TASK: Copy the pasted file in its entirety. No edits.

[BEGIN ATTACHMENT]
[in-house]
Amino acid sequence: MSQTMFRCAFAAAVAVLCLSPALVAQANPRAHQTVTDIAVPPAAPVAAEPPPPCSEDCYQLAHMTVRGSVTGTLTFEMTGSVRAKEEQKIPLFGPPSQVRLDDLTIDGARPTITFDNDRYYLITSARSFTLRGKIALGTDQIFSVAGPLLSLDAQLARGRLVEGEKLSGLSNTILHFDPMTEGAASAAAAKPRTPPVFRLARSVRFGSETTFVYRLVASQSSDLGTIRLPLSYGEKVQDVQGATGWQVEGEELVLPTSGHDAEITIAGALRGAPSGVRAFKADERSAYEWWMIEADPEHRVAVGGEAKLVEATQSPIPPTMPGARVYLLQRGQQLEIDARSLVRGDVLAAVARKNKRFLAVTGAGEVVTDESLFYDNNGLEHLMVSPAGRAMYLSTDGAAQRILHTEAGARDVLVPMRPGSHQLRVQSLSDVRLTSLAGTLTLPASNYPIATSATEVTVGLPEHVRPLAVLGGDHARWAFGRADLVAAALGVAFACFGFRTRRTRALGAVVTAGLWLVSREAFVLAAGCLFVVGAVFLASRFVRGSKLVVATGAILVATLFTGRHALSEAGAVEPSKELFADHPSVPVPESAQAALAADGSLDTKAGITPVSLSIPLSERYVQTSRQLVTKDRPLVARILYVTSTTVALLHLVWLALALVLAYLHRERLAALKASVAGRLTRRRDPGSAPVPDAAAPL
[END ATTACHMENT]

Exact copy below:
[in-house]
Amino acid sequence: MSQTMFRCAFAAAVAVLCLSPALVAQANPRAHQTVTDIAVPPAAPVAAEPPPPCSEDCYQLAHMTVRGSVTGTLTFEMTGSVRAKEEQKIPLFGPPSQVRLDDLTIDGARPTITFDNDRYYLITSARSFTLRGKIALGTDQIFSVAGPLLSLDAQLARGRLVEGEKLSGLSNTILHFDPMTEGAASAAAAKPRTPPVFRLARSVRFGSETTFVYRLVASQSSDLGTIRLPLSYGEKVQDVQGATGWQVEGEELVLPTSGHDAEITIAGALRGAPSGVRAFKADERSAYEWWMIEADPEHRVAVGGEAKLVEATQSPIPPTMPGARVYLLQRGQQLEIDARSLVRGDVLAAVARKNKRFLAVTGAGEVVTDESLFYDNNGLEHLMVSPAGRAMYLSTDGAAQRILHTEAGARDVLVPMRPGSHQLRVQSLSDVRLTSLAGTLTLPASNYPIATSATEVTVGLPEHVRPLAVLGGDHARWAFGRADLVAAALGVAFACFGFRTRRTRALGAVVTAGLWLVSREAFVLAAGCLFVVGAVFLASRFVRGSKLVVATGAILVATLFTGRHALSEAGAVEPSKELFADHPSVPVPESAQAALAADGSLDTKAGITPVSLSIPLSERYVQTSRQLVTKDRPLVARILYVTSTTVALLHLVWLALALVLAYLHRERLAALKASVAGRLTRRRDPGSAPVPDAAAPL